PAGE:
It’s Monday afternoon and the IPCPR is over...manufacturers are busy tearing down booths and tabulating orders; retailers are wondering where all their money went; bloggers are desperately trying to finish their stories or videos and get them posted before “the other guy”; weasels and assorted other hangers-on are making their way back home with their Halloween bag of goodies. I watched the coverage from afar and came away with a few thoughts...
THINGS TO LOOK FORWARD TO...
There are a multitude of new blends and it seems like even more new line extensions making their ways to your local brick and mortars in the coming weeks and months. I had a conversation a few months ago with a cigar company executive who queried: “Are there too many new cigars coming out every year?” On the one hand, I can see the “Yes” answer when a store already has full shelves and just cannot accommodate new products without getting rid of something that’s already there. What do they sacrifice? (Obviously, something that doesn’t sell well, but then you have to evaluate that issue...do they not sell well because of something the store has done or because they just aren’t perceived as a good cigar? Almost every store carries Macanudo and Romeo y Julieta because they sell the living daylights off almost any other brand in the country...but many enthusiasts don’t get excited over either of them). From my standpoint, as a continually curious consumer and as a blogger...I love the plethora of new brands, blends and extensions hitting the market every year. It’s hard to say where I’ll find my next “favorite cigar” or “cigar of the year” candidate. Here are a few of the new blends and line extensions that sound most interesting to me at the moment, based on the coverage I’ve seen:
- CAO OSA Lot 46 - A size that should have been included with the original release last year.
- Foundry - General Cigar trying something totally different from a marketing standpoint...but will the tobacco be totally different, too?
- Partagas Benji Menendez Master Series LX - Menendez is truly a legend and his last Master Series was one of the best things General has EVER produced.
- Room 101 Daruma - Matt Booth hasn’t missed the mark with any cigar he’s released lately.
- Drew Estate Papas Fritas - mixed filler, smaller ring gauge Liga Privadas? Okay...I’m interested.
- My Father La Dueña - Papa Pepin has his cigars; Jaime has his; now Janny will have hers. Makes the family business complete.
- Joya de Nicaragua Cuenca y Blanco - Jose Blanco is one of the most knowledgeable cigar people I’ve ever met and I was very excited to hear of him joining forces with Joya de Nicaragua. From everything I’ve heard, this cigar is gold.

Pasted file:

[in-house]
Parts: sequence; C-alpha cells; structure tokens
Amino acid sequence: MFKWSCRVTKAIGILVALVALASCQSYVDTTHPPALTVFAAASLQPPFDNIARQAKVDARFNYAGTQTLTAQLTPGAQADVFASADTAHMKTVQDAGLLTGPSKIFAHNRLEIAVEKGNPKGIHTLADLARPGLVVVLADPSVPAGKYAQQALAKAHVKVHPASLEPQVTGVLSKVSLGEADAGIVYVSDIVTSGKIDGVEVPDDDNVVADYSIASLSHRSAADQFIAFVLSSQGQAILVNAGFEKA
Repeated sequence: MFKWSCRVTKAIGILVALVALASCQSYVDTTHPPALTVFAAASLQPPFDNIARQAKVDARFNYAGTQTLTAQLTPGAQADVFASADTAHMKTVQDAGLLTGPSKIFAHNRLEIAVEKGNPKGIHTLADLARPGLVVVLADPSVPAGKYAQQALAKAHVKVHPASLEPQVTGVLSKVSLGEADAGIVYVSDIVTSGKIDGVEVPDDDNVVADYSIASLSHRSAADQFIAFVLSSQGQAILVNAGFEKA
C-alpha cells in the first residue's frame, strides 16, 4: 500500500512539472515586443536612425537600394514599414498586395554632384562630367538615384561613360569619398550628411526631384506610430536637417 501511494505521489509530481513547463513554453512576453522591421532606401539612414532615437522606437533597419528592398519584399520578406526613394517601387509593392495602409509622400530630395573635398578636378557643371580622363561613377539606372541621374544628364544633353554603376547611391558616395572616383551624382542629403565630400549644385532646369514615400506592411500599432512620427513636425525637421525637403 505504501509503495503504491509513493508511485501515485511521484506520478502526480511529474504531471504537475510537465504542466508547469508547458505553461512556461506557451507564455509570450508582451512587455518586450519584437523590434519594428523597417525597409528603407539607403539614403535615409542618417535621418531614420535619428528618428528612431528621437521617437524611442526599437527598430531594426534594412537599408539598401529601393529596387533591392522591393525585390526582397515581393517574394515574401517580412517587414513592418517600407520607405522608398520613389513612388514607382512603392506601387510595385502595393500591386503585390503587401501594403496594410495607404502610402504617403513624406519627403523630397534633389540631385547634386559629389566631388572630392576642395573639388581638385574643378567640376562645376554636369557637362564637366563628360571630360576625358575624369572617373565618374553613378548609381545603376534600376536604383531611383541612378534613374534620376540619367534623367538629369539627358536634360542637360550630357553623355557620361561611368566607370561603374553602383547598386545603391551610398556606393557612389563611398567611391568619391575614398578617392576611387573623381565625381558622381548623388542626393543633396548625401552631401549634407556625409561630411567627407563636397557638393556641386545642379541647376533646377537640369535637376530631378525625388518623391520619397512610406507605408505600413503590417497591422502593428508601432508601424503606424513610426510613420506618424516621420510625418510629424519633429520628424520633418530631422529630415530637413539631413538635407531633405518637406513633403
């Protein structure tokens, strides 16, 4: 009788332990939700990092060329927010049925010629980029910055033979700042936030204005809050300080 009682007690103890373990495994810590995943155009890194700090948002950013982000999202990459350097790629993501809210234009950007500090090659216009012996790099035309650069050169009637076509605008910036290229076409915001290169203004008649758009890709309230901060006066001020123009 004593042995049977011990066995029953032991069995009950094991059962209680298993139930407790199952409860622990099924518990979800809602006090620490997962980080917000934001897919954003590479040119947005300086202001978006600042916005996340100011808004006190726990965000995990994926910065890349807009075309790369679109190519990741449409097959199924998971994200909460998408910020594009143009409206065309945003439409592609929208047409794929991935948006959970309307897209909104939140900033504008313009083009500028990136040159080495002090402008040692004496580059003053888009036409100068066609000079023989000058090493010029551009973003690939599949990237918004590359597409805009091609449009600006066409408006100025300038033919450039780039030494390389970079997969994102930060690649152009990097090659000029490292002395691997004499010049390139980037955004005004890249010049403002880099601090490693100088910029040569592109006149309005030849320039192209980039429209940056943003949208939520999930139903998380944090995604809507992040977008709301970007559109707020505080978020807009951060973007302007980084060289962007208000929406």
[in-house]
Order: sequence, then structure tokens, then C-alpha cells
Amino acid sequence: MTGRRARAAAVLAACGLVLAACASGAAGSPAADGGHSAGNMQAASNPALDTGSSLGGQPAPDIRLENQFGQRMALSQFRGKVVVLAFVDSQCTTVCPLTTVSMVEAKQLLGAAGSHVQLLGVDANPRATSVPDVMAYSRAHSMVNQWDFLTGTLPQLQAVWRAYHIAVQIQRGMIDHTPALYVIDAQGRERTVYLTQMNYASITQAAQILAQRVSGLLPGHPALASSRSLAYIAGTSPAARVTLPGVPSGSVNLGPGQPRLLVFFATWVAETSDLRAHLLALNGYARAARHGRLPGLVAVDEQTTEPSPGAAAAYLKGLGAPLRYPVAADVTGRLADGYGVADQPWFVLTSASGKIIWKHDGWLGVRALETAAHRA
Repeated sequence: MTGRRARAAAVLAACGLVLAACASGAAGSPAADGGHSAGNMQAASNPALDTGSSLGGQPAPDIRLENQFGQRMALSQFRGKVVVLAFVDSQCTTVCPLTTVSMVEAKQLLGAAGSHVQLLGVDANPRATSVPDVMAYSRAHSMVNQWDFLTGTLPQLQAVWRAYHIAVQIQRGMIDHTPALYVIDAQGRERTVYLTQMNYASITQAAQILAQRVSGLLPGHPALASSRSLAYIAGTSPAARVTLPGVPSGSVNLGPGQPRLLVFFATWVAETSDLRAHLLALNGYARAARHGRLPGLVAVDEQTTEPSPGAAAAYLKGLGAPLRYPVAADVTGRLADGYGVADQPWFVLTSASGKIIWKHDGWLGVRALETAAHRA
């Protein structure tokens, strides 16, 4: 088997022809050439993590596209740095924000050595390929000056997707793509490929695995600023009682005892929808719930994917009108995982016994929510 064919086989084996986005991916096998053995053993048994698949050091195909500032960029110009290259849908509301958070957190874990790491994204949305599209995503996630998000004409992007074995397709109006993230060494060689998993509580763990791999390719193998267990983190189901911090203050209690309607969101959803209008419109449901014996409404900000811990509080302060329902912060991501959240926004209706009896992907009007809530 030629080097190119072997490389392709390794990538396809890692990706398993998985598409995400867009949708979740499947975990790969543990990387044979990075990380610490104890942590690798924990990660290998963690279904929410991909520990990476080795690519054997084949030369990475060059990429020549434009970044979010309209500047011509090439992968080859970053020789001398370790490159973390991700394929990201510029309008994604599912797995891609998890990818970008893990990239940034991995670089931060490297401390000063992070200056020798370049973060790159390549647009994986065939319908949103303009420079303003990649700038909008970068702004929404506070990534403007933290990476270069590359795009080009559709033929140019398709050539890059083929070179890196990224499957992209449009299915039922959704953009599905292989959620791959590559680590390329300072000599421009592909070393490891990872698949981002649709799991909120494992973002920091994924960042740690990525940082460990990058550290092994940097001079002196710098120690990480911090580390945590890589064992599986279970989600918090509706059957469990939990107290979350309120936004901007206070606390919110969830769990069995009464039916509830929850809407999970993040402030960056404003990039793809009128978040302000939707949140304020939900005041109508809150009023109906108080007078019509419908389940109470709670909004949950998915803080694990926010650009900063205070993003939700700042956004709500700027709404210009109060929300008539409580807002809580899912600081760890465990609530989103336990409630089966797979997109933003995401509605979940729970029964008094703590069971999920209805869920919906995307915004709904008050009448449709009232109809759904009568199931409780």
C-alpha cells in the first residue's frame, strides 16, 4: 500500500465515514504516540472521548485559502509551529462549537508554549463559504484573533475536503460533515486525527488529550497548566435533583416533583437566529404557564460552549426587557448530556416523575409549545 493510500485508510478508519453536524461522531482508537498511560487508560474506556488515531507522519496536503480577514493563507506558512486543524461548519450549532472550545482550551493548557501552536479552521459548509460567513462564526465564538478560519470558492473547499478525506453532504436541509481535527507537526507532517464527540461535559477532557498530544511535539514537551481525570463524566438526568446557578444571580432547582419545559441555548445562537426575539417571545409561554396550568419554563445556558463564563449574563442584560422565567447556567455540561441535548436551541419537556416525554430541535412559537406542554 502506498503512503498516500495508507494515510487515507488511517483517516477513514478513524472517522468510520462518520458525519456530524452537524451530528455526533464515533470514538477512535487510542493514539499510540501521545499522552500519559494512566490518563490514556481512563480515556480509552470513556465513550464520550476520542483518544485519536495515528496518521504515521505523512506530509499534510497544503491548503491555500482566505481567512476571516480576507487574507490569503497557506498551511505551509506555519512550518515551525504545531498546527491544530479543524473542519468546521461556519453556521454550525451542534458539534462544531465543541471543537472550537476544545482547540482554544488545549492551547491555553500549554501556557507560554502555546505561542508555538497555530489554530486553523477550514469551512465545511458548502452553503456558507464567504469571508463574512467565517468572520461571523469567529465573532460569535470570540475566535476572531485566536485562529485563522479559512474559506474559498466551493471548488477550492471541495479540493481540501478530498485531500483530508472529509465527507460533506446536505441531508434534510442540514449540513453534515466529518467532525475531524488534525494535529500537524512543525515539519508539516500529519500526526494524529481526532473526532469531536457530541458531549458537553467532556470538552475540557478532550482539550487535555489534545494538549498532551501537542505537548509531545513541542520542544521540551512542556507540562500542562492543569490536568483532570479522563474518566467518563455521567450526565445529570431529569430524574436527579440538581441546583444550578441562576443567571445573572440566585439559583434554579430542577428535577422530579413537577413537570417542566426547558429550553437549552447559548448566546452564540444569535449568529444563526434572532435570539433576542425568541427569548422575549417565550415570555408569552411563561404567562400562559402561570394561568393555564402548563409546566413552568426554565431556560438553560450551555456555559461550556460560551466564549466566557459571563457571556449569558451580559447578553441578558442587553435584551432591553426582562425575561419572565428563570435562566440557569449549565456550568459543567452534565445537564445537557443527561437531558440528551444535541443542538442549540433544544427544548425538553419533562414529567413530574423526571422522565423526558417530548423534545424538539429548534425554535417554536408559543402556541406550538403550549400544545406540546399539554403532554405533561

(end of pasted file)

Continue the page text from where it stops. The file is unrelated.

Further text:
- L’Atelier - Pete Johnson’s new brand...actually an all-new company, headquartered in Miami instead of L.A., where the rest of Pete’s stuff is. Some say these are copies of the Cuban Cohiba Behike in size and overall marketing approach. I say...”Who cares?!?” I’d rather smoke one of Pete’s products (made by My Father Cigars again) than any cigar produced by the tyrannical Communist regime of Cuba any day.
- La Flor Dominicana Oro - Litto told me about these in my interview with him last month and I’ve been looking forward to them ever since. Still waiting for them to announce a Coronado Maduro Chisel, though....I can dream, can’t I?
- Altadis has shortened the name of Montecristo to “MO” on some of their new marketing pieces...boxes and such. While I think Altadis trying new things is a very good thing, I do question some of the specific design and marketing decisions: emphasis on “ME” in ROMEO and “MO here.
- EloGio is a great brand. I love their cigars and I’ve only been able to find them in one of my regularly visited shops (UPtown’s in Nashville). All reports are that they produce a nearly microscopic number of cigars every year, although they do own their own farm and factory. They have obviously emphasized quality over quantity and that’s not a decision I disagree with. But I wonder why they bother with the expense of a booth at the IPCPR show. They had exactly one new cigar in one size to show this year and I suspect they had to spend a fair amount of time telling retailers, “No, we don’t have enough product to add you to our retailer list.” With production where is stands, they could grown their dealer network at a more than adequate speed based solely on the buzz they generate...at least that’s my belief.